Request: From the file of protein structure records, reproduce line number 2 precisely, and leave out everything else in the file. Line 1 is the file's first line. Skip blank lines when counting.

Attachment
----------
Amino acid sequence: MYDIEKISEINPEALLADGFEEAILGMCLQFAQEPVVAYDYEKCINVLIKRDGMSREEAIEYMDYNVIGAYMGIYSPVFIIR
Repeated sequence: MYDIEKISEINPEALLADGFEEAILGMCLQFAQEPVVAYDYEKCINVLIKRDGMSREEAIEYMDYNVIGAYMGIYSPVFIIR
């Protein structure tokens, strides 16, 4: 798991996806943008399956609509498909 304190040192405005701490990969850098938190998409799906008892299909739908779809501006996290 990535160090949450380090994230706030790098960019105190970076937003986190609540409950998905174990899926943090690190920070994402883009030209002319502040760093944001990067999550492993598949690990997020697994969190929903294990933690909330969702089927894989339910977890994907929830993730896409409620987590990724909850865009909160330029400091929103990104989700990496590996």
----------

Repeated sequence: MYDIEKISEINPEALLADGFEEAILGMCLQFAQEPVVAYDYEKCINVLIKRDGMSREEAIEYMDYNVIGAYMGIYSPVFIIR